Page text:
It’s all about carrier aggregation
Decisions which can radically affect the course of the cellular industry are frequently announced at MWC and 2014 is no exception. However, although a Vodafone & Huawei, link up could provide a really big boost for the cellular sector, its significance could be lost because it involves network infrastructure not devices. Nonetheless, it is a breakthrough. The pair have proved it’s possible to combine what were previously regarded as disparate resources – FDD and TDD LTE spectrum. Not only that but in this case the partners are promising impressive speeds – over 500Mbit/s.
“The cost efficiencies for an operator of leveraging the full range of spectrum assets available is unquestionable,” explained Steven Hartley, a principal analyst with Ovum.
He continued, “But most operators have so far shied away from the technical complexities involved.”
“That an industry (and FDD) stalwart of Vodafone’s scale backs a dual-mode approach is notable, yet this announcement is not a complete surprise.”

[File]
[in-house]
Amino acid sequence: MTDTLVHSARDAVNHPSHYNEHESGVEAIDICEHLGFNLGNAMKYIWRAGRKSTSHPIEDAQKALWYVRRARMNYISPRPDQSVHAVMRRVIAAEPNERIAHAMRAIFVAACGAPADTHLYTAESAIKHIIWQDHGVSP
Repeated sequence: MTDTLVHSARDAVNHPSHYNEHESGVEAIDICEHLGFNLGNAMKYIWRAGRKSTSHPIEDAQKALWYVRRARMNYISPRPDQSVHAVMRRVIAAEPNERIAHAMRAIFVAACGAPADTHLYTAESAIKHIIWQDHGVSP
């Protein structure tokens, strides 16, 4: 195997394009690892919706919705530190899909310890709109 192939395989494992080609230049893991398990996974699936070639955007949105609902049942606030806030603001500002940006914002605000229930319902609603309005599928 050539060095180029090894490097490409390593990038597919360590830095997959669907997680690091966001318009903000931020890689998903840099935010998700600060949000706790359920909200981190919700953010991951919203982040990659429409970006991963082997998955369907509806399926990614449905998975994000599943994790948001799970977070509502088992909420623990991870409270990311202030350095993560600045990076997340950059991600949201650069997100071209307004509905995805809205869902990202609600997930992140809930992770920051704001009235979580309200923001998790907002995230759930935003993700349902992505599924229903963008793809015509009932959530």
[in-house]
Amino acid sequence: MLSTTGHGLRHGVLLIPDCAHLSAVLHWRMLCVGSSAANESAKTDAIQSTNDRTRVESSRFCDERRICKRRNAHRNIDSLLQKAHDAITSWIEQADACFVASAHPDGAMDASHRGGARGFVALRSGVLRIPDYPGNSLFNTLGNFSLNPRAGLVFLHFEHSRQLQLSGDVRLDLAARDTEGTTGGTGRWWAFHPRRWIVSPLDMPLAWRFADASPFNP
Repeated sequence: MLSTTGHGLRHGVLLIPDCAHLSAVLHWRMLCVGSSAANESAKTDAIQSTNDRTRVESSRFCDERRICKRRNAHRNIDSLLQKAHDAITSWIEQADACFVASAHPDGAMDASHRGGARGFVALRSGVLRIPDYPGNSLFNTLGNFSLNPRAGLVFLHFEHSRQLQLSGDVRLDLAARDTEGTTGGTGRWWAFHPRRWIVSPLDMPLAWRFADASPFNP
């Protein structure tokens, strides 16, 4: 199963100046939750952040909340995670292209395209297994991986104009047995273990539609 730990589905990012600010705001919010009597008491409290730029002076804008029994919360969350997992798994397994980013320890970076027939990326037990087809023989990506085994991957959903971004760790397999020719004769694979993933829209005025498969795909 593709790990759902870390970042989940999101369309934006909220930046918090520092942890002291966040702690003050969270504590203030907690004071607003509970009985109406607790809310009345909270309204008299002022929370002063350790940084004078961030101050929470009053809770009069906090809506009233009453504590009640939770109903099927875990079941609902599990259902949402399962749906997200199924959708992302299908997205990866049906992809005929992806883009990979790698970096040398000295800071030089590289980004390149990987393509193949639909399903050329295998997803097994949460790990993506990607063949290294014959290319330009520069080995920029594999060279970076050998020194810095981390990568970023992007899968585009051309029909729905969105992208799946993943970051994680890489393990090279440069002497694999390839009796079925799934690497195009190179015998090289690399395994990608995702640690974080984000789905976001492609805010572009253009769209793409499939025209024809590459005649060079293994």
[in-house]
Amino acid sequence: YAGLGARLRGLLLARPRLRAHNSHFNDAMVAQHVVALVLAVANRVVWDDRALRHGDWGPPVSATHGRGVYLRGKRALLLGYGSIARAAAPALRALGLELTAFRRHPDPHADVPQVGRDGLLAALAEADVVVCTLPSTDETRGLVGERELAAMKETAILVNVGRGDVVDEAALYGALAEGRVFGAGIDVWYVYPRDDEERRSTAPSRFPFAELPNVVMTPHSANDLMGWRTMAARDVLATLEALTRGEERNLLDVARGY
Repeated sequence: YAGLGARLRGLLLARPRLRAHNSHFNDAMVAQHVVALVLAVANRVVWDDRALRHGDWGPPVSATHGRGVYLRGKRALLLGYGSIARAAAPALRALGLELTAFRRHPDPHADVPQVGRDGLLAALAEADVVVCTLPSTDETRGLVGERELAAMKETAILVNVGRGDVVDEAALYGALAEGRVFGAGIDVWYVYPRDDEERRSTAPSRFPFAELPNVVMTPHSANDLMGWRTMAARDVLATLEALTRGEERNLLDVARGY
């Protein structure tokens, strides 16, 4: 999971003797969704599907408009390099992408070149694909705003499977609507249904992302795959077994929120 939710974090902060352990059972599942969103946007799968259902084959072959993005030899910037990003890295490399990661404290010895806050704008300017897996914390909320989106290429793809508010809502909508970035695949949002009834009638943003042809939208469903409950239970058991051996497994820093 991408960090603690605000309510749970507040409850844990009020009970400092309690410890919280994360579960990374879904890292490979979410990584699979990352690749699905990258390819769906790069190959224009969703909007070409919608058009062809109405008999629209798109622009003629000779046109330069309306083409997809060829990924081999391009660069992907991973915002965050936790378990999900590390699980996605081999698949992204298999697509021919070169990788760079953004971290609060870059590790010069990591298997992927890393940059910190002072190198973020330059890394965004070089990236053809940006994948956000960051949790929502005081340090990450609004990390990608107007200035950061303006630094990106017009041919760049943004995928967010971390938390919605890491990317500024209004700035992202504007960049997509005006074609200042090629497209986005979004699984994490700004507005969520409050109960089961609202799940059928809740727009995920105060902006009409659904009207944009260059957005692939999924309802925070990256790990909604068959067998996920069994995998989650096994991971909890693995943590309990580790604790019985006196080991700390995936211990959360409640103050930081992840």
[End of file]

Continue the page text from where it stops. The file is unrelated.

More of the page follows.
“Back in 2009 Vodafone, Verizon, and China Mobile called on vendors to develop equipment and devices supporting both modes.”
It is something of a surprise to GoMo News that Vodafone and Huawei are so closely co-operating because we’d always thought that Vodafone had opposed the deployment of Huawei infrastructure equipment for the London Olympics. Must have been wrong then.
Anyway, as Hartley says, “The benefit of CA across FDD and TDD LTE is that operators can combine cheaper TDD spectrum with more ‘traditional’ FDD spectrum to boost capacity and downlink speeds.”
Who’s going to be the biggest winner out of all of this? Well, Ian Fogg, director of Mobile Analysis with IHS Technology thinks it’s Huawei.
“Huawei is using its 4G infrastructure business to boost its handset business,” Fogg explained.
He added, “This is an old but proven model. It’s what Nokia and Ericsson did back in the day but have since given up on as Samsung and Apple have shown smartphone success does not need a strong accompanying infrastructure business.”
That’s more the case for Apple than it is for Samsung, of course. Samsung has very definite infrastructure ambitions, GoMo would argue.
Anyway, Hogg reckons that,”Huawei is benefitting now from the network-handset synergies because of the switch to 4G network technologies, but longer term the strategy will deliver less support for its handset business as the 4G market matures.”
It will be very interesting to see how the industry views these developments with hindsight.
The heavy duty technical stuff over CA [Carrier Aggregation] can be found here.